Federal Minimum Wage: $7.25 per hour
Cash Wage under the FSLA: $2.13 per hour
Maximum Tip Credit under the FLSA: $5.12
See in the next link the Minimum Wage Rate per State for Tipped Workers.
A tip is wage according to the Fair Labor Standard Act (FLSA). You are a tipped employee - that's for example a waitress or bellboy - if you receive regularly and customarily more than $30 a month in tip. If so, your employer is only required to pay $2.13 an hour in direct wages if that amount plus the tips received equals at least the federal minimum wage of $7,25 per hour.
Your employer can only do that if you are informed about the tip credit allowance, if your employer is able to show that you earn at least the minimum wage when direct wage and tip are combined and allows you to retain all tips.
When you are subject to both the federal and state wage laws you are entitled to the provisions of each law which provide the greater benefits.
When you don't receive sufficient tips to make up the difference between the cash wage of at least $2.13 per hour and the minimum wage of at least $7.25, your employer must make up the difference.
If you get only tips and you don't get paid the cash wage of at least $2.13 you must earn the full minimum wage of at least $7.25.
A tip is the sole property of the tipped worker regardless of whether the employer takes a tip credit. The FSLA prohibits any arrangement whereby any part of the received tip becomes the property of the employer! This rule does not apply however if there is a valid tip pooling or sharing arrangement among tipped workers - see below.
As noted above: as a tipped worker you cannot retain all tips if there is a valid tip pooling or sharing arrangement among workers who customarily and regularly receive tips. The FLSA does not impose a maximum contribution amount or percentage on valid mandatory tip pools. Your employer however, must inform you about any required tip pool contribution amount and may only take a tip credit for the amount of tips each tipped worker ultimately receives, and may not retain any of the workers' tips for any other purpose.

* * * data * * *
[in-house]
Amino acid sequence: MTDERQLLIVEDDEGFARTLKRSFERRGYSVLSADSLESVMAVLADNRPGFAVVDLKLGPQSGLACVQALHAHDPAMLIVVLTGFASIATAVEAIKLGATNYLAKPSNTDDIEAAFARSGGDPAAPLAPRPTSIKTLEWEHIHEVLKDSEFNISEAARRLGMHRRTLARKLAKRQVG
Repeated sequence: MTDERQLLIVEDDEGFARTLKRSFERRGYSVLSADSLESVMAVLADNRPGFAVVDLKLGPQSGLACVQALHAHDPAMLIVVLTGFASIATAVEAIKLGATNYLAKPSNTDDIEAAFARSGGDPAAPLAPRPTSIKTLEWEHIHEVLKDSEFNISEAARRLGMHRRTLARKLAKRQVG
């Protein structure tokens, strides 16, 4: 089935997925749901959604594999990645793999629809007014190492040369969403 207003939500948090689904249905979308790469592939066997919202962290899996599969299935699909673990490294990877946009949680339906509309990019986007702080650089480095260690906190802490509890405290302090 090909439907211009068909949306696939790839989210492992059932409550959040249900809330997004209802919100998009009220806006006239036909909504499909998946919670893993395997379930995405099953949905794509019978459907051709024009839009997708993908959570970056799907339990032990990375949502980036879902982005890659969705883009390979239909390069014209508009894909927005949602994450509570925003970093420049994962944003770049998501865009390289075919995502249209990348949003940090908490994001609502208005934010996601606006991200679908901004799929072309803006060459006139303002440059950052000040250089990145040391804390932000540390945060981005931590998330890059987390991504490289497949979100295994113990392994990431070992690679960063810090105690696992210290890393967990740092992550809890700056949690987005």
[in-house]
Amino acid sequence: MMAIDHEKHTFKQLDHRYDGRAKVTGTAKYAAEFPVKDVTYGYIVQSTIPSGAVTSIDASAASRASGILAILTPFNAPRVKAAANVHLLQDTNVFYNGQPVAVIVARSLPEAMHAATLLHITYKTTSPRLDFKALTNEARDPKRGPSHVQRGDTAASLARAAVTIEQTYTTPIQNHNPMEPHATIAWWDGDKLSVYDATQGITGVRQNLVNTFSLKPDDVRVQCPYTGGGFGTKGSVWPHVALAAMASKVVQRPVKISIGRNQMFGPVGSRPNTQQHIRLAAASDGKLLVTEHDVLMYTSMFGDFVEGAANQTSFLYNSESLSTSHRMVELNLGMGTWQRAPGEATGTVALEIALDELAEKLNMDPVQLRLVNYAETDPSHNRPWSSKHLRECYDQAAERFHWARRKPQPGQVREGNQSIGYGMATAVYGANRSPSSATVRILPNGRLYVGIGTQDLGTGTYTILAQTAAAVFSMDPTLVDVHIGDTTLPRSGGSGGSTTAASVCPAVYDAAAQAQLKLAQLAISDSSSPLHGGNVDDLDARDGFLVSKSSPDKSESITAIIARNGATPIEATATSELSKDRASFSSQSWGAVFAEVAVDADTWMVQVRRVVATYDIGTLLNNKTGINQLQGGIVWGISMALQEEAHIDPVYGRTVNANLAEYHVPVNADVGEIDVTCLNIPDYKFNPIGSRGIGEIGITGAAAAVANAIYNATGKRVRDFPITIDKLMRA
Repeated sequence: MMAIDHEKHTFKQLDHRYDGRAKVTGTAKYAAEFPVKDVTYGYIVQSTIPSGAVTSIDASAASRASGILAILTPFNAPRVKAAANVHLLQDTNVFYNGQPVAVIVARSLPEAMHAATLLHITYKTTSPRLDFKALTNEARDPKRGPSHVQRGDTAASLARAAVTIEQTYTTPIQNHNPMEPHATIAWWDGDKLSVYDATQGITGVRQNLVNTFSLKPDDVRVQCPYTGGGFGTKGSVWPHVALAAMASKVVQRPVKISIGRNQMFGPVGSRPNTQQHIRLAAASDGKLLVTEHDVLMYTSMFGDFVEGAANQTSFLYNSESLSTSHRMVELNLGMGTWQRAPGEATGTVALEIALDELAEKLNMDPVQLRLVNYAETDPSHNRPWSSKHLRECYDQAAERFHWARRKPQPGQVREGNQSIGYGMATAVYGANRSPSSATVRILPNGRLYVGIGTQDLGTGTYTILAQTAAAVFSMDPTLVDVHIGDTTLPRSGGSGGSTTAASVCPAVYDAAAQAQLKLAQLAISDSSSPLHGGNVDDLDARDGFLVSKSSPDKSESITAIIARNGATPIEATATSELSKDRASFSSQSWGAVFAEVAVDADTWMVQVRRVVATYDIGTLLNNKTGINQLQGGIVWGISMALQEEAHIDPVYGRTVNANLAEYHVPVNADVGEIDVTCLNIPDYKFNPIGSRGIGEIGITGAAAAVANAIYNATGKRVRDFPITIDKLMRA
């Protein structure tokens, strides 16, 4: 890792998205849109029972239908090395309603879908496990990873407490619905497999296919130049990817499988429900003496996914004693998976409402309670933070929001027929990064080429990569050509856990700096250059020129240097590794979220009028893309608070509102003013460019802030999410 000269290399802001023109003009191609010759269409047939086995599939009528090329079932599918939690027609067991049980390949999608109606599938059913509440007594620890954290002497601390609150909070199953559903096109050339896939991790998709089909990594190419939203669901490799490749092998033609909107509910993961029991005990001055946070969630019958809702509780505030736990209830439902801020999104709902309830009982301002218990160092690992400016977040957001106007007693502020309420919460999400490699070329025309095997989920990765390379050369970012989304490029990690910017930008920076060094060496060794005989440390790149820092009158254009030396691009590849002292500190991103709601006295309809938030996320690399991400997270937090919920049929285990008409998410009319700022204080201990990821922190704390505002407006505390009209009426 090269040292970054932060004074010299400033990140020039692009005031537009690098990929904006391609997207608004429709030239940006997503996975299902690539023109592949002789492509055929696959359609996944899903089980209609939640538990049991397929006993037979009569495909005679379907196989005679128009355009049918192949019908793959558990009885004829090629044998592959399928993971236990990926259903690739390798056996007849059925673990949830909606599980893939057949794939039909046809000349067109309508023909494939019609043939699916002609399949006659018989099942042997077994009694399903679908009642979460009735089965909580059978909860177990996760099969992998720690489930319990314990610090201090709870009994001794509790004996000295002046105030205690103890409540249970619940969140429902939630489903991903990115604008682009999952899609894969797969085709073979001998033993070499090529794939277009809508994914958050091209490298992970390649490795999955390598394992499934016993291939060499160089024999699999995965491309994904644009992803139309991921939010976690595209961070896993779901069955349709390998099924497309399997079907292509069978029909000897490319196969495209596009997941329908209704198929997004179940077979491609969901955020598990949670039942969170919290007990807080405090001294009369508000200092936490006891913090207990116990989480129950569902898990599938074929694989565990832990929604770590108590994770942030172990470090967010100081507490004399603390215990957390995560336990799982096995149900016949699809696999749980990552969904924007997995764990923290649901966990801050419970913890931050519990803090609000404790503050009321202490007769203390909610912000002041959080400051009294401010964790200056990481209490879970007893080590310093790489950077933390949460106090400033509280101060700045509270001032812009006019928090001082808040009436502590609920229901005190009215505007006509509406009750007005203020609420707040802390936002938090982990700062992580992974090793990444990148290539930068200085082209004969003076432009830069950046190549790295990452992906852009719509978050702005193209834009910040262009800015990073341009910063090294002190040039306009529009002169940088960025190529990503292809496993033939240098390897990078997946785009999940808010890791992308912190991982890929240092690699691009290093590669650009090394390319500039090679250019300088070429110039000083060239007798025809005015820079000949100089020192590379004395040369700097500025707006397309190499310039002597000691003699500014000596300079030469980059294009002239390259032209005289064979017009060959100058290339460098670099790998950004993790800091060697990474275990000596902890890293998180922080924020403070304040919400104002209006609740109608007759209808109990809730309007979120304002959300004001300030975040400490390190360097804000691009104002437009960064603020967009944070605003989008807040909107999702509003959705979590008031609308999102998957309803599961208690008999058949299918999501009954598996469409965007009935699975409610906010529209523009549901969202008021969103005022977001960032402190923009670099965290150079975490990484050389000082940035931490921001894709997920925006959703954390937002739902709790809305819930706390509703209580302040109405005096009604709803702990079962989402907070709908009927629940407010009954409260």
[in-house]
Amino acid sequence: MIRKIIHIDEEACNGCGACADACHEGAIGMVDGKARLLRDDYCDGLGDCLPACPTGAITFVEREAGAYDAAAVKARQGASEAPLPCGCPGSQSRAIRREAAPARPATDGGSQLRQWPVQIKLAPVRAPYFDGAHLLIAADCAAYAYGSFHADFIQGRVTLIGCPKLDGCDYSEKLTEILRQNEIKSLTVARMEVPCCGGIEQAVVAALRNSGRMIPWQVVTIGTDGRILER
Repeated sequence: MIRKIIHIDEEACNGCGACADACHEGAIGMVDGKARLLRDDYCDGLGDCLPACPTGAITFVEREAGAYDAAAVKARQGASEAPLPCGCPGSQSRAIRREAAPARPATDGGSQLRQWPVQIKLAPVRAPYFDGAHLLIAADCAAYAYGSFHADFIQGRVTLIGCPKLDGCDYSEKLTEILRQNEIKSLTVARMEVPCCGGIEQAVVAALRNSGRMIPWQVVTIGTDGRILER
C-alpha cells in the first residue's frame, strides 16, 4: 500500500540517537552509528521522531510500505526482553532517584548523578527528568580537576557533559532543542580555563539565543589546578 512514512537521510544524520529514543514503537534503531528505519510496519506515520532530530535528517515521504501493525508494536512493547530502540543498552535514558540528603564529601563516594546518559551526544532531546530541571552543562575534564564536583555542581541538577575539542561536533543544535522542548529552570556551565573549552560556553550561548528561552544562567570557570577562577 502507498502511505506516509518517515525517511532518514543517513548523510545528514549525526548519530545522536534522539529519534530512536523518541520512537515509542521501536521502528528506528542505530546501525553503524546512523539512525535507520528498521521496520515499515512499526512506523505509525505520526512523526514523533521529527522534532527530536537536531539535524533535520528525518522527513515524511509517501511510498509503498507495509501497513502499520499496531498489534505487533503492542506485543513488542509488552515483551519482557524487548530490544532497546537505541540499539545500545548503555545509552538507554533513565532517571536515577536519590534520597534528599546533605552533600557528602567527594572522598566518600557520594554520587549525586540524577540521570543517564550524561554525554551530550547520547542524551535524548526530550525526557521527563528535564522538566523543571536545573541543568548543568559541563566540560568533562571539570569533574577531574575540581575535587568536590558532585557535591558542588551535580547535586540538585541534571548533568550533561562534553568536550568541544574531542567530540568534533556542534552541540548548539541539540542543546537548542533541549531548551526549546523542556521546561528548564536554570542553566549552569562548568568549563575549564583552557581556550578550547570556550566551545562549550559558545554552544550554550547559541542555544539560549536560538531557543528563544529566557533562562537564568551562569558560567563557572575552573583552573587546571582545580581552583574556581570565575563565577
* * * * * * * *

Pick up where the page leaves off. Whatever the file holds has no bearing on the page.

When you are required as a tipped worker to contribute to a tip pool that includes workers who do not customarily and regularly receive tips, you are owed all tips that you have contributed to the pool and the full minimum wage of $7.25.
If you are employed in both a tipped and a non-tipped occupation the tip credit is only available for the hours spent in the tipped occupation. However, the FLSA permits an employer to take the tip credit for some time that tipped workers spends in jobs related to tipped work, even though such duties are not producing tips. For example a waitress who spends some times cleaning and setting the tables, and occasionally washing dishes is considered to be engaged in a tipped occupation. However when you as a tipped worker spend over 20 percent of your workweek in a non-tipped occupation, no tip credit may be taken for the time spent in such duties.
Your employer must pay credit companies a percentage of each sale, so when your tips are charged on a credit card, your employer may pay you your tip, less the percentage of the credit card company. However, this charge on your tip may not reduce your wage below the required minimum wage. The amount due must be paid to you no later than the regular pay day and may not be held while your employer is awaiting reimbursement form the credit card company.
A compulsory charge for service is not a tip. Such charges - e.g. 15% of the bill - are part of your employer's gross receipts and may be used to satisfy your employer's minimum wage and overtime obligations under the FLSA.
Contact your local Wage and Hour Division office, or call the program's toll-free help line at 1-866-4USWAGE (1-866-487-9243) to get more information about how to file a complaint. In addition, you may file a private suit, generally for the previous two years of back pay (three years in the case of a willful violation) and an equal amount as liquidated damages, plus attorney's fees and court costs, according to the U.S. Department of Labor.